“We told him, ‘Listen, we look forward to serving alongside you for the next eight years,'” Gonzales said. “‘We want to have a good relationship, which means we’re going to let you know when we agree and where we support you. We’re also going to let you know when we disagree and where we want you to be bolder and stronger.'”
Among bills currently under consideration with the potential to affect Latinos is one expanding a program for immigrant drivers licenses.
State Rep. Rochelle Galindo of Greeley was a primary co-sponsor of the legislation, which would expand the number of sites where undocumented immigrants can obtain drivers licenses and ID cards to a minimum of 10 offices in the state. It’s an effort Polis supports.
Right now, there are three DMV offices — in Colorado Springs, Grand Junction and Lakewood — providing first-time applicant appointments, with one office (in Aurora) providing renewal appointments.
The program has faced lengthy backlogs and there was even a state investigation to determine whether people were selling their appointments. The bill is headed to the Senate floor after being passed through committee, including the Senate Finance Committee, where support from the state’s dairy and livestock industry backed the legislation during a hearing last month.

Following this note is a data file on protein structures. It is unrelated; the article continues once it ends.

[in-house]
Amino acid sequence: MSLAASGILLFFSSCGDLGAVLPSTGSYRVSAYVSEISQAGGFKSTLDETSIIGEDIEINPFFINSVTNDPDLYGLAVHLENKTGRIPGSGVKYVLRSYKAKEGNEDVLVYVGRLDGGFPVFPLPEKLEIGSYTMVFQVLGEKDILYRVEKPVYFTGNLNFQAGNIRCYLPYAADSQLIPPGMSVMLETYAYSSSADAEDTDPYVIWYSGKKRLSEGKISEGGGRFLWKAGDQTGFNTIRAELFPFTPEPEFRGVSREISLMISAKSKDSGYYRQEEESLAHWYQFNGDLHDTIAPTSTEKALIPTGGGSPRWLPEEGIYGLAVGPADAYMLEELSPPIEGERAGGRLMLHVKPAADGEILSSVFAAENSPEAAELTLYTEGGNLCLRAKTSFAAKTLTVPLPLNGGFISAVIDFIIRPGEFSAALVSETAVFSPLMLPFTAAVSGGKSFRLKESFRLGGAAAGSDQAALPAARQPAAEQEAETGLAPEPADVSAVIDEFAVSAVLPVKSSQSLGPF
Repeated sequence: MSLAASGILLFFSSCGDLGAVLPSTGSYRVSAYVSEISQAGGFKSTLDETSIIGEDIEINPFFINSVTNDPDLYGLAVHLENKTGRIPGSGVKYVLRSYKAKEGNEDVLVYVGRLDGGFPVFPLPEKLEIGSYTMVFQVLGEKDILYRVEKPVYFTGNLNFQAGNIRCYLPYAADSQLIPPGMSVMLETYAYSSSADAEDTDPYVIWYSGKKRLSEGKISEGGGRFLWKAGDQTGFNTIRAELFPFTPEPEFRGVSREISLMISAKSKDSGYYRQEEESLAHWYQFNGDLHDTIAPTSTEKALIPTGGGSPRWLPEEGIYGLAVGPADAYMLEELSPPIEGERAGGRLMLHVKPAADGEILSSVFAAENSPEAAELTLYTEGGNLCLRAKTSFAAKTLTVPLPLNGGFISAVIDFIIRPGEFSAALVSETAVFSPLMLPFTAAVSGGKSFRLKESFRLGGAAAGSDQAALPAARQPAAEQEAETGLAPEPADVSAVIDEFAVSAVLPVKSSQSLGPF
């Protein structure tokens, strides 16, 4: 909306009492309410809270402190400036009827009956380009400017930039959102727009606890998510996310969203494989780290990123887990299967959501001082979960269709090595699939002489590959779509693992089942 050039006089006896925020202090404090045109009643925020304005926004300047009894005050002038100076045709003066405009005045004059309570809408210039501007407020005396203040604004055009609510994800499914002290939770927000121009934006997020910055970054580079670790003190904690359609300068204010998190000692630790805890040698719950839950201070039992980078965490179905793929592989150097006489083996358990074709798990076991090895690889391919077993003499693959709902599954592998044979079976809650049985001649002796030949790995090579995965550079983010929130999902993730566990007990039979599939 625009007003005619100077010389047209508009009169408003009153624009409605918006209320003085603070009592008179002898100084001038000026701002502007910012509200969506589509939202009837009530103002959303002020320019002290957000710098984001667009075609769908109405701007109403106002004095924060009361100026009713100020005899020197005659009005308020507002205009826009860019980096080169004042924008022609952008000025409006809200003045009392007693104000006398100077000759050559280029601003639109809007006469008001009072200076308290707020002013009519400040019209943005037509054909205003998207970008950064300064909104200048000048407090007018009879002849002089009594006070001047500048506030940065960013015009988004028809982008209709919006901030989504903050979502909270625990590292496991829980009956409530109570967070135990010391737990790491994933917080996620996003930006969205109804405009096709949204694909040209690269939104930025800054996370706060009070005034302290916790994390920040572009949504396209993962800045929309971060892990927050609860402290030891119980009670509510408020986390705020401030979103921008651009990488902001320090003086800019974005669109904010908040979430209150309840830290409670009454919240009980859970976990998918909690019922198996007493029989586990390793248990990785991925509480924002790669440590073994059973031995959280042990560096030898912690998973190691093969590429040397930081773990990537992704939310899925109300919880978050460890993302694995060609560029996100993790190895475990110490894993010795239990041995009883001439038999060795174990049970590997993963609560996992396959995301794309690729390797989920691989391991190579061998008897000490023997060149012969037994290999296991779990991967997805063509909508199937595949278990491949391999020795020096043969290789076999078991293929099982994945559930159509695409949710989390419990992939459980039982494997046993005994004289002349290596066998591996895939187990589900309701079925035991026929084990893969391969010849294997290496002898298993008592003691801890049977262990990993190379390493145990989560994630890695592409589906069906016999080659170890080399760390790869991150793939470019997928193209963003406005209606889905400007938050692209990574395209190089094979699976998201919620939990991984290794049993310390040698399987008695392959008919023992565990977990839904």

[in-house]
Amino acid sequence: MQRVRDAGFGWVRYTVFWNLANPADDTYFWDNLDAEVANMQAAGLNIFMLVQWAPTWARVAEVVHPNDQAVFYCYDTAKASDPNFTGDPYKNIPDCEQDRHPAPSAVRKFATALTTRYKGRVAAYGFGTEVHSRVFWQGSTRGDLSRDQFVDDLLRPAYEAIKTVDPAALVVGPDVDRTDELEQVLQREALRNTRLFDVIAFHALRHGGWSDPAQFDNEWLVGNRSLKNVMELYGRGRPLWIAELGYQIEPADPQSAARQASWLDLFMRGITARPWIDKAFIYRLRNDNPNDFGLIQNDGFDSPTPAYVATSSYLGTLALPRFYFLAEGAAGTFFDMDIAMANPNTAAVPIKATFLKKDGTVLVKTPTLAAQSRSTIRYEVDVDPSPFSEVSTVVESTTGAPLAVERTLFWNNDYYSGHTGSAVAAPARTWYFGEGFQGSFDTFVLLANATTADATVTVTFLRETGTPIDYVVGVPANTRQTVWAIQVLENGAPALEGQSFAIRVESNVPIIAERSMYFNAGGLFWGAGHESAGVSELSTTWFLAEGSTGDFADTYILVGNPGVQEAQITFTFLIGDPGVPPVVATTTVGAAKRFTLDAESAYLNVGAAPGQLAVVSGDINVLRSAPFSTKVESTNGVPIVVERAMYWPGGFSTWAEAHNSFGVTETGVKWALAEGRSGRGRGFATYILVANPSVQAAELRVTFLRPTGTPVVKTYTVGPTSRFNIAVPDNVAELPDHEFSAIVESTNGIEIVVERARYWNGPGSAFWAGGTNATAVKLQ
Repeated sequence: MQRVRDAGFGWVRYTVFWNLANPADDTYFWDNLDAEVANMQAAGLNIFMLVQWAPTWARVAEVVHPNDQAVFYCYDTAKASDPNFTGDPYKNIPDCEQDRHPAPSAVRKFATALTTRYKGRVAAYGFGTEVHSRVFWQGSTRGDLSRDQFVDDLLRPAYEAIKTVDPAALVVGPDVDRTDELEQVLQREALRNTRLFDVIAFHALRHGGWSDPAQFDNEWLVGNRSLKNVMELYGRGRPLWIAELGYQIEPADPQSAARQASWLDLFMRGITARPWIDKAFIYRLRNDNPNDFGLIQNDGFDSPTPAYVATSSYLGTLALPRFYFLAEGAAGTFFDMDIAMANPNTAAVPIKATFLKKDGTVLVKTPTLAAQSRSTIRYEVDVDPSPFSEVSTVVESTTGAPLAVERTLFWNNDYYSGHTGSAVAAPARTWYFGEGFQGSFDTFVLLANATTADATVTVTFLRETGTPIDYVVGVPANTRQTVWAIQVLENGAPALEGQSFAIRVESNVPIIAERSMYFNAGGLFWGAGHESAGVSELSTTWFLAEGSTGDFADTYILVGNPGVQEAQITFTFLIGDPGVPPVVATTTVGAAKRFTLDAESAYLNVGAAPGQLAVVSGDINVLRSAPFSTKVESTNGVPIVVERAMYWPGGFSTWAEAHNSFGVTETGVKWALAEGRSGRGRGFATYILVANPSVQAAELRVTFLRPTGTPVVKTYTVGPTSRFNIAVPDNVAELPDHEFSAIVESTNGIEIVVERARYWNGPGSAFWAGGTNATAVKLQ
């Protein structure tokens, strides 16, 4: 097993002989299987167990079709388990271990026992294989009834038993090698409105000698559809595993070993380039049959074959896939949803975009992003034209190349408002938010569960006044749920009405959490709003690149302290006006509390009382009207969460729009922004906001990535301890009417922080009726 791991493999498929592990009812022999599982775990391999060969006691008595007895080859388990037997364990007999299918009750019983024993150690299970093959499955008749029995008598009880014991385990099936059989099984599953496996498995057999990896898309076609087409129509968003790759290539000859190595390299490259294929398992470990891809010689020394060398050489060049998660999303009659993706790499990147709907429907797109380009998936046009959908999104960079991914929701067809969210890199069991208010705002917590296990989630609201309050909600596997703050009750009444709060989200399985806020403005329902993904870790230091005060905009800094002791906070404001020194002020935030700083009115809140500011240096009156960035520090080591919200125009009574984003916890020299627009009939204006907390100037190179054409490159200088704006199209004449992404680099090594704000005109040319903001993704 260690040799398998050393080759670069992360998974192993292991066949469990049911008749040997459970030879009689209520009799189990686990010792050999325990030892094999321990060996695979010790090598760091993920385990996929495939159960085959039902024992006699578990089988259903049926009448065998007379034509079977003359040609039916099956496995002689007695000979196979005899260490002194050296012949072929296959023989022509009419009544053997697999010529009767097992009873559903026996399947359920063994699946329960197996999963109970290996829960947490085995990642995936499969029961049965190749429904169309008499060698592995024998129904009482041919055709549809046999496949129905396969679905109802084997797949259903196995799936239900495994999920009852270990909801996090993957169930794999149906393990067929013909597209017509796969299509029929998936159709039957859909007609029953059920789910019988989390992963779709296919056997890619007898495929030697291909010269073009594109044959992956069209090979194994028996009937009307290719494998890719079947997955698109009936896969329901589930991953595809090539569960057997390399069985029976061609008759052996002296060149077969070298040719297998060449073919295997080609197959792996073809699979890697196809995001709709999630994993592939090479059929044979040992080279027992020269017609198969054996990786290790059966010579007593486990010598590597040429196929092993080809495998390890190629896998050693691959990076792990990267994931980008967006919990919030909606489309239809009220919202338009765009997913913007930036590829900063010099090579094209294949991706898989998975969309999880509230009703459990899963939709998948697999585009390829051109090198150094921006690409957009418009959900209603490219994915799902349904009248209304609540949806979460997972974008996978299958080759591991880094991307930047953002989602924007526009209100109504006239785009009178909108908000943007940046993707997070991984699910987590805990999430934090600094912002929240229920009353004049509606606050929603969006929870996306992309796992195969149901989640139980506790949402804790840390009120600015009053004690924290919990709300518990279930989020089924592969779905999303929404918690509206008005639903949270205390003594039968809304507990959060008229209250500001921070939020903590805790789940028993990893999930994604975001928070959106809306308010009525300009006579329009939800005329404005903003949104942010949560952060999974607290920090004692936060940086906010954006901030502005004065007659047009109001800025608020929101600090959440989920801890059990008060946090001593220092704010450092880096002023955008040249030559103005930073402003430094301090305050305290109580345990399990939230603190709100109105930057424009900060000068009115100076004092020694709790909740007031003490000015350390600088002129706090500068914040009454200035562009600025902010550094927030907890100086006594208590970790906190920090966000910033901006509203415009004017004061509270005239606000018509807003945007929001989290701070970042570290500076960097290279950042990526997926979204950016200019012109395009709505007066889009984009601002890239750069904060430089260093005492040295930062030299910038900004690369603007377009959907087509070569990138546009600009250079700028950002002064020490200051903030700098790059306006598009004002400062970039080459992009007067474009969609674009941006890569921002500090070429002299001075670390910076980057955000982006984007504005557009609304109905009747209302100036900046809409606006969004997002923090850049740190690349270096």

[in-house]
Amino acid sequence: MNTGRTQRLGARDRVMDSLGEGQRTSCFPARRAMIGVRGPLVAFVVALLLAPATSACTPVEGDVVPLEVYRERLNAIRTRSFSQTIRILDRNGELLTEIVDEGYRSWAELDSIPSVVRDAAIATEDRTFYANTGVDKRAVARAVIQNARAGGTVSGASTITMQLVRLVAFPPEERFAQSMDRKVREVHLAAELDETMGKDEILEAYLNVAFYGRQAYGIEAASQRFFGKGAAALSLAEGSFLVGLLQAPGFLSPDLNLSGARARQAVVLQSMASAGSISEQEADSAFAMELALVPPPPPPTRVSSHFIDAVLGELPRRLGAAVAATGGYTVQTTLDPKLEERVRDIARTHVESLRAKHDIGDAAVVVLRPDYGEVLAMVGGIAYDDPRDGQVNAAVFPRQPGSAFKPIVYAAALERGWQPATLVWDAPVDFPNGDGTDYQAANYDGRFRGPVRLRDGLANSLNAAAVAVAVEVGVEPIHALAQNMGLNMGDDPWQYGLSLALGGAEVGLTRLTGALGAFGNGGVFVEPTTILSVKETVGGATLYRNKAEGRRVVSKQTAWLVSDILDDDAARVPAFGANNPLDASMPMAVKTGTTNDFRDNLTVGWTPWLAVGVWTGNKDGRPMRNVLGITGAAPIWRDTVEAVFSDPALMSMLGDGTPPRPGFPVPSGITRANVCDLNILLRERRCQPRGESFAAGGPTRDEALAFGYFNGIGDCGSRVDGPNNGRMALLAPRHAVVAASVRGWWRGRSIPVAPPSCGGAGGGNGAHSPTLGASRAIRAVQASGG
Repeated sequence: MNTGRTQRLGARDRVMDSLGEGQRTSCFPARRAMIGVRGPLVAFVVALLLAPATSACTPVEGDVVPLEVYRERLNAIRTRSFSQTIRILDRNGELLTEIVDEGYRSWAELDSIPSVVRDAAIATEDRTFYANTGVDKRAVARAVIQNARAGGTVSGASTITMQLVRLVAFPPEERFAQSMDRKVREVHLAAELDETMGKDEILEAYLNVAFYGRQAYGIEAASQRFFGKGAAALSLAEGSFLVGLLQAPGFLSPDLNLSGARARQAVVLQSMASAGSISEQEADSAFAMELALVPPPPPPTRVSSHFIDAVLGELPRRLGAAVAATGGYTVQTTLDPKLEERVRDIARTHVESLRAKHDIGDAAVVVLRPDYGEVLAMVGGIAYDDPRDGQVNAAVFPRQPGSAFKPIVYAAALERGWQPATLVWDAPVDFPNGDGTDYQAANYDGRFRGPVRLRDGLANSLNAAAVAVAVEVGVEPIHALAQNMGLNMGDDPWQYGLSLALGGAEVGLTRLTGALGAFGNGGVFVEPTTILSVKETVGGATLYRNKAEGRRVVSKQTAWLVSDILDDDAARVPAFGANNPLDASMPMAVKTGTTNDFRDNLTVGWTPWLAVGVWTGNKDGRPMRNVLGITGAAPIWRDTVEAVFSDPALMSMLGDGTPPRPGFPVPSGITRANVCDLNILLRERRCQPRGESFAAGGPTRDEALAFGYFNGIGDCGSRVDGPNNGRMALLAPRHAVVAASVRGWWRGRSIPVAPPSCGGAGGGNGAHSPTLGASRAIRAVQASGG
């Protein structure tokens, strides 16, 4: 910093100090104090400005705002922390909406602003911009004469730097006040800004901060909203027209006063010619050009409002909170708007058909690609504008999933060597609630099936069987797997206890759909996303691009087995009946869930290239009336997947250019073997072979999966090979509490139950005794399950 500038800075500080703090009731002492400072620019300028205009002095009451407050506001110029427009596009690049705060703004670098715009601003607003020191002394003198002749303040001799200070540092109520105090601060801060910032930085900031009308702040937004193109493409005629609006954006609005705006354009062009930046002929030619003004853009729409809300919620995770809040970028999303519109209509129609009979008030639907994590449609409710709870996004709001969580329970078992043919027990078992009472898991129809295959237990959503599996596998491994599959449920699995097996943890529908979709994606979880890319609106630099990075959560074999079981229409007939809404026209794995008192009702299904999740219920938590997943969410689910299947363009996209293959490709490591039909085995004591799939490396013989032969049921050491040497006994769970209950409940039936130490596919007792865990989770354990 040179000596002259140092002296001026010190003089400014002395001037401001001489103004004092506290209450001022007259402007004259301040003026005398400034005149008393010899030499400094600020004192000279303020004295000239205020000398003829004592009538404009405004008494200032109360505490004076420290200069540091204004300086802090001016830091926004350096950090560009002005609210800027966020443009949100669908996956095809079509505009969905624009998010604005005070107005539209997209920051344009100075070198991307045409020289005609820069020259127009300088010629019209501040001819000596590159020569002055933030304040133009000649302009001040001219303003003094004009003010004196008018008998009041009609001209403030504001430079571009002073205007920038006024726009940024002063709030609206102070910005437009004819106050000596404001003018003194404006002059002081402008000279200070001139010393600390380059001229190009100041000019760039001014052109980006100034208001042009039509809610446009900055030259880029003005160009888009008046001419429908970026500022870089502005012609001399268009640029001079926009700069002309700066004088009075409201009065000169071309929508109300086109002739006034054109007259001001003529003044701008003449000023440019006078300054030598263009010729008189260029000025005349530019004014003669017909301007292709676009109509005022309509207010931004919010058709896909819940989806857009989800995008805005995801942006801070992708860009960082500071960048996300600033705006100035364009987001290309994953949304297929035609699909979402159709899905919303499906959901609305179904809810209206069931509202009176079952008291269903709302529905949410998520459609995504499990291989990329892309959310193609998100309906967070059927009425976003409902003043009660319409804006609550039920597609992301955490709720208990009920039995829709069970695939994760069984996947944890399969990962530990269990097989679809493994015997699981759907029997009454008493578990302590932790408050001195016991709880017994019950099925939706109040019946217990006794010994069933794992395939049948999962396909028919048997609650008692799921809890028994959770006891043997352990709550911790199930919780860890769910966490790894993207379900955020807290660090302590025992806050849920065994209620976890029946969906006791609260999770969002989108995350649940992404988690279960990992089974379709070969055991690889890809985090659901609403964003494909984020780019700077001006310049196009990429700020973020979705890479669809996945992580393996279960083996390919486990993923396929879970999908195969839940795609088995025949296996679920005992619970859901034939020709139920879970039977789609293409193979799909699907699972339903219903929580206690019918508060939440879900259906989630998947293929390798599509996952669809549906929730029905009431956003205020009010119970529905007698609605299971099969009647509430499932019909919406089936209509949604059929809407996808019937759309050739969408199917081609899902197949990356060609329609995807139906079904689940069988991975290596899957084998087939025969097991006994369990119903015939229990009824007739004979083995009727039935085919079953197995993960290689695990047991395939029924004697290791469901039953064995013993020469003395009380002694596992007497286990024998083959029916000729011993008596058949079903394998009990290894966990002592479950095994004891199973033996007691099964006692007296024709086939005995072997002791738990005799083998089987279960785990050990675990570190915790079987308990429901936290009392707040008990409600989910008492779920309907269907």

Galindo said the bill doesn’t specify where the new locations will be put.
“Hopefully we can get them in better locations, where there’s a huge amount of immigrant and obviously Latino populations, hopefully in Weld County,” Galindo said.
Galindo was involved in efforts to pass a law creating the program in 2013. The state began issuing the licenses a year later. She ran her campaign on the promise of introducing a bill expanding the program.
“It’s a very vital program,” Galindo said. “It makes our roads safer and it helps with dignity among our undocumented residents.”
Polis discussed some of the policies his office is working on that could benefit the Latino community, including a plan to create an immigration office at the Capitol.
“We’re also working with the legislature on a number of bills, including ways to better improve training for law enforcement and employees to understand how to better work with immigrant communities and build trust,” Polis said Monday.